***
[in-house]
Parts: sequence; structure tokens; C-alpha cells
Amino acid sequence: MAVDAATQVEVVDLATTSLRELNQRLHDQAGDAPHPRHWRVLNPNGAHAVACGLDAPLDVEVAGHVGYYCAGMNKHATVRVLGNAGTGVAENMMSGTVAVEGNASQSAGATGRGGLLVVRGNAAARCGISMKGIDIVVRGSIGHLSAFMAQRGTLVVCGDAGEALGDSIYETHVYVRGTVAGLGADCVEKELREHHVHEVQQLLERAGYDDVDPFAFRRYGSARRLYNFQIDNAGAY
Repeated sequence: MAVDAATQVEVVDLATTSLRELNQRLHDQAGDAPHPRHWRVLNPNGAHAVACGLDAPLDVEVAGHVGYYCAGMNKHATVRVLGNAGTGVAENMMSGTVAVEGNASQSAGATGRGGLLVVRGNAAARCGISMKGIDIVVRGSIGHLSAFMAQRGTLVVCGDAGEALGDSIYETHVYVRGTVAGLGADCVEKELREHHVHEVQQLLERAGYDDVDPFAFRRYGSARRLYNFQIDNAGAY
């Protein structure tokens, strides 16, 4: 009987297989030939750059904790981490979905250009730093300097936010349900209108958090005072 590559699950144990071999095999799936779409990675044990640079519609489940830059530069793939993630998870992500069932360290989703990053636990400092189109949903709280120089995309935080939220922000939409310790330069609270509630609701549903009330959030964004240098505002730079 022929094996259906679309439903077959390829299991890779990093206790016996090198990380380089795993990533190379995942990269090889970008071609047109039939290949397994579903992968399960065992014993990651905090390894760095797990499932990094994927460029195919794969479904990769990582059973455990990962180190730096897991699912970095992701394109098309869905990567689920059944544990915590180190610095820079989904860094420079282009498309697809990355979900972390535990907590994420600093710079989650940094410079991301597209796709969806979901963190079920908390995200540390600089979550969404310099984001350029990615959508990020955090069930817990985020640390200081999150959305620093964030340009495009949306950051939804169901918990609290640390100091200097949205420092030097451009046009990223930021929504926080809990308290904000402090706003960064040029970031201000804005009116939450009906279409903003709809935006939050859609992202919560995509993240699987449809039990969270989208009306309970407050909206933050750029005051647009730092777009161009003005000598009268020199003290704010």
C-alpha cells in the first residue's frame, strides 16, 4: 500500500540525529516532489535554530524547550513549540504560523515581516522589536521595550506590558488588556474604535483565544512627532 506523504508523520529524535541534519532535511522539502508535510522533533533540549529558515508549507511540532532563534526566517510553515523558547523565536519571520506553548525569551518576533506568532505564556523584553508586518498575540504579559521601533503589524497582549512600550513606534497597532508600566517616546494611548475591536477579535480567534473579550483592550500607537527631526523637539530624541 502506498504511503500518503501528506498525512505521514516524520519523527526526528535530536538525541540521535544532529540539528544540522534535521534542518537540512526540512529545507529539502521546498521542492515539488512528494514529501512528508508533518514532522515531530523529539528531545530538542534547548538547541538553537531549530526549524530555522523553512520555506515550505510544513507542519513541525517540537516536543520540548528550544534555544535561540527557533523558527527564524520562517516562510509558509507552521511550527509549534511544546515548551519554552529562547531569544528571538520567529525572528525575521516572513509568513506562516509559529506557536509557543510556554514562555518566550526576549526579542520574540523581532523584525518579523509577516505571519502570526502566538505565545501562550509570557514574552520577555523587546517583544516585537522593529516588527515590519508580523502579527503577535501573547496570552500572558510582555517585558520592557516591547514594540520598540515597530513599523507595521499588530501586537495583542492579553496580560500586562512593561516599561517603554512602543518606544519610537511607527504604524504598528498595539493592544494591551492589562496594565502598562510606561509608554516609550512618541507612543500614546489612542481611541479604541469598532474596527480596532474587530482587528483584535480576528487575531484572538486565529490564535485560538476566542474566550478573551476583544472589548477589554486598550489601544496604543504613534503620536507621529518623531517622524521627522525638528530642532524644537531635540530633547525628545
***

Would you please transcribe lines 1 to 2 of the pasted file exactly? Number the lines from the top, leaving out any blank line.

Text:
[in-house]
Parts: sequence; structure tokens; C-alpha cells